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Obamacare Could Make FEHBP More Popular

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The number of federal employees who are eligible for the Federal Employees Health Benefits Program, but not enrolled, is somewhere between 100,000 and 200,000 people, FEHBP experts agree. “I’m sure it’s a considerable number of people,” says David Ermer, a managing partner at Washington-based Ermer Law Group who represents the Association of Federal Health Organizations, a trade association of FEHBP plans. So what are uninsured feds’ options now that everyone is required to have health insurance under the 2010 Affordable Care Act?

The answer is: It depends.

Federal employees who have opted out of FEHBP coverage do so for different reasons. For some, FEHBP might be too expensive so they choose not to be insured at all, while other feds are on their spouse’s health care plan. Then there are part-time employees and seasonal workers, most of whom are not currently eligible to enroll in FEHBP. Federal workers who don’t participate in FEHBP because of cost concerns eventually will have to choose between enrolling in the federal plan and in the insurance exchange network created by Obamacare. If they don’t want FEHBP, then “they are going to have to look at signing up for the exchanges for 2014, or face the penalty,” says Ermer. The Obama administration has delayed compliance with the law’s individual mandate until March 31, 2014, so uninsured, FEHBP-eligible feds still have some time to peruse their options, though, according to Ermer, there’s really no contest. “Feds are sharp people and they know how to do math,” says Ermer. “I just don’t see how the exchange coverage is going to be a better deal than FEHB.”

If they choose to enroll in FEHBP, uninsured federal employees have to do so during open season, which ends this year on Dec. 9. If they miss that cutoff, they would be forced onto the exchanges in 2014, or pay a penalty. It’s not clear yet whether the administration will delay compliance with the individual mandate past March 31.

Federal workers who participate in their spouse’s health care plan don’t have to do anything, unless they are forced off that plan for some reason, either because of cost or a change in their marital status. Still, it’s probably worth taking a look at what FEHBP has to offer. The program will have 256 health plans in 2014.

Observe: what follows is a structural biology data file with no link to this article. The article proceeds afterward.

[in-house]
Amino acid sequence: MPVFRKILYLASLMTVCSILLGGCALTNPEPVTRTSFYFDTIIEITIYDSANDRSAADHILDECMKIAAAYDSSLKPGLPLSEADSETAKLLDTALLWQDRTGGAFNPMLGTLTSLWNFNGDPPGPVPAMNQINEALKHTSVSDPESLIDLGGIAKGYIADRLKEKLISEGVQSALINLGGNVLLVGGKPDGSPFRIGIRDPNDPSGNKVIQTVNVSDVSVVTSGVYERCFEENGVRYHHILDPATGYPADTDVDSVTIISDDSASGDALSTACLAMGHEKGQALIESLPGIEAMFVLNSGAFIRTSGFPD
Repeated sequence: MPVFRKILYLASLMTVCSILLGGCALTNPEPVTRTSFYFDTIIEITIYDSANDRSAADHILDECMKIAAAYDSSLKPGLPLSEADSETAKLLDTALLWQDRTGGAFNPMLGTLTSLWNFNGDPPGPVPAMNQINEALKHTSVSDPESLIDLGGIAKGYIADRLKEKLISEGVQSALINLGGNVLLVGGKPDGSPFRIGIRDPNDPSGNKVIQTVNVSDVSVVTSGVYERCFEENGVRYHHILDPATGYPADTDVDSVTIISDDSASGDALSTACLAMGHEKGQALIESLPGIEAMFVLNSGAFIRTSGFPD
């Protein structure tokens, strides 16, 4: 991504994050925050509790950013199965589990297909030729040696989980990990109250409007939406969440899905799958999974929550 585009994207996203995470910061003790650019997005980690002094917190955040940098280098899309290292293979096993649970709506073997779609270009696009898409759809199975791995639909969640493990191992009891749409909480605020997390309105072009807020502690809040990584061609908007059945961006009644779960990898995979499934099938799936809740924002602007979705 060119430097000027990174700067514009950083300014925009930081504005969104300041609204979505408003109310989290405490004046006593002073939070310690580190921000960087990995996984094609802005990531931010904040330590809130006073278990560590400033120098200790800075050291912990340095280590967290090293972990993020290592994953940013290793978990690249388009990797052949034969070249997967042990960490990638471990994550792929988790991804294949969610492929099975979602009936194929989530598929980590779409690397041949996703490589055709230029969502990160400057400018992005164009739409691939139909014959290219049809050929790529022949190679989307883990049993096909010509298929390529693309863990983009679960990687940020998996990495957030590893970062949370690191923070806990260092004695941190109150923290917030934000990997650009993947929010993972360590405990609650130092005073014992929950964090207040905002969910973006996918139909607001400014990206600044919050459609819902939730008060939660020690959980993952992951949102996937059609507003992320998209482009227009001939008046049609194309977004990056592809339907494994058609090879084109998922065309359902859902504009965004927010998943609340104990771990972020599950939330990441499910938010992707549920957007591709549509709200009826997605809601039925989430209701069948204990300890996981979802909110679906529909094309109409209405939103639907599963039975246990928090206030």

Some federal part-time employees, including firefighters and those who provide emergency response services, became eligible to enroll in FEHBP last year, but the vast majority of seasonal workers are not. That could change under Obamacare. The administration has delayed the employer health care mandate until 2015, which means the government will make FEHBP available to many more part-time employees at some point. The Affordable Care Act requires employers with more than 50 employees to extend coverage to all employees who work 30 hours per week for an extended period of time. Ermer says he expected the Office of Personnel Management to be “leading the charge to open up FEHB for those folks in 2014, but that hasn’t happened yet.” It could in 2015, he says. In addition, the Affordable Care Act requires large employers, including the federal government, to auto-enroll new employees into their health plans by 2015. “I don’t know exactly how that will work in terms of FEHB,” Ermer says. The administration “will have to come up with that mechanism too.”

The Postal Service, which awarded a contract to UnitedHealthcare this past spring, will roll out its new health insurance plan for non-career employees on Jan. 1, 2014, to comply with the law. The agency plan could offer health benefits to 35,000 non-career postal employees who are currently left out of FEHBP.

It’s too hard to predict how extra FEHBP enrollees due to Obamacare might affect premium rates, Ermer says. But, he adds, “I can’t imagine it’s a bad thing to add new enrollees.”

Kellie Lunney covers federal pay and benefits issues, the budget process and financial management. After starting her career in journalism at Government Executive in 2000, she returned in 2008 after four years at sister publication National Journal writing profiles of influential Washingtonians. In 2006, she received a fellowship at the Ohio State University through the Kiplinger Public Affairs in Journalism program, where she worked on a project that looked at rebuilding affordable housing in Mississippi after Hurricane Katrina. She has appeared on C-SPAN’s Washington Journal, NPR and Feature Story News, where she participated in a weekly radio roundtable on the 2008 presidential campaign. In the late 1990s, she worked at the Housing and Urban Development Department as a career employee. She is a graduate of Colgate University.

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